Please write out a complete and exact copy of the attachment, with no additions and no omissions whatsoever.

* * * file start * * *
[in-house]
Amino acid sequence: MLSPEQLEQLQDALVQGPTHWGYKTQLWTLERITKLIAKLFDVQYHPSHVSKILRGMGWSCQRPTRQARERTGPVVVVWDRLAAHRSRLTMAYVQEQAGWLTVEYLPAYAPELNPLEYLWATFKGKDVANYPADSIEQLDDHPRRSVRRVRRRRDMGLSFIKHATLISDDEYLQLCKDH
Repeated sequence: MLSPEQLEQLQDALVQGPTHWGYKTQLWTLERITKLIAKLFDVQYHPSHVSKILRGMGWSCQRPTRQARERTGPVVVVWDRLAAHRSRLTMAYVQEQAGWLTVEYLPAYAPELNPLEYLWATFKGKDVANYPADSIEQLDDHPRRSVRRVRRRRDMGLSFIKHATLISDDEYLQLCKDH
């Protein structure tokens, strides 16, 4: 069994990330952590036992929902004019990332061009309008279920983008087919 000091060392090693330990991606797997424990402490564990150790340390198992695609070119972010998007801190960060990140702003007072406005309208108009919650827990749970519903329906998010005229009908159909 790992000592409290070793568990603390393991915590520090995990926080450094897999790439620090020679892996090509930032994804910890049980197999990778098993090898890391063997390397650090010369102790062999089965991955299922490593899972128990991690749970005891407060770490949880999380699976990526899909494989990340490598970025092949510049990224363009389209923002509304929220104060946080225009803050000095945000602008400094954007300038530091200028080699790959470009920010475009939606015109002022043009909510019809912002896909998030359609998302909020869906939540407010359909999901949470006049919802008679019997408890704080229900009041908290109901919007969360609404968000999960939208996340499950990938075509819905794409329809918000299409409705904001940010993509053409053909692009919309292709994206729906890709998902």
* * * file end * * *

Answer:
[in-house]
Amino acid sequence: MLSPEQLEQLQDALVQGPTHWGYKTQLWTLERITKLIAKLFDVQYHPSHVSKILRGMGWSCQRPTRQARERTGPVVVVWDRLAAHRSRLTMAYVQEQAGWLTVEYLPAYAPELNPLEYLWATFKGKDVANYPADSIEQLDDHPRRSVRRVRRRRDMGLSFIKHATLISDDEYLQLCKDH
Repeated sequence: MLSPEQLEQLQDALVQGPTHWGYKTQLWTLERITKLIAKLFDVQYHPSHVSKILRGMGWSCQRPTRQARERTGPVVVVWDRLAAHRSRLTMAYVQEQAGWLTVEYLPAYAPELNPLEYLWATFKGKDVANYPADSIEQLDDHPRRSVRRVRRRRDMGLSFIKHATLISDDEYLQLCKDH
């Protein structure tokens, strides 16, 4: 069994990330952590036992929902004019990332061009309008279920983008087919 000091060392090693330990991606797997424990402490564990150790340390198992695609070119972010998007801190960060990140702003007072406005309208108009919650827990749970519903329906998010005229009908159909 790992000592409290070793568990603390393991915590520090995990926080450094897999790439620090020679892996090509930032994804910890049980197999990778098993090898890391063997390397650090010369102790062999089965991955299922490593899972128990991690749970005891407060770490949880999380699976990526899909494989990340490598970025092949510049990224363009389209923002509304929220104060946080225009803050000095945000602008400094954007300038530091200028080699790959470009920010475009939606015109002022043009909510019809912002896909998030359609998302909020869906939540407010359909999901949470006049919802008679019997408890704080229900009041908290109901919007969360609404968000999960939208996340499950990938075509819905794409329809918000299409409705904001940010993509053409053909692009919309292709994206729906890709998902």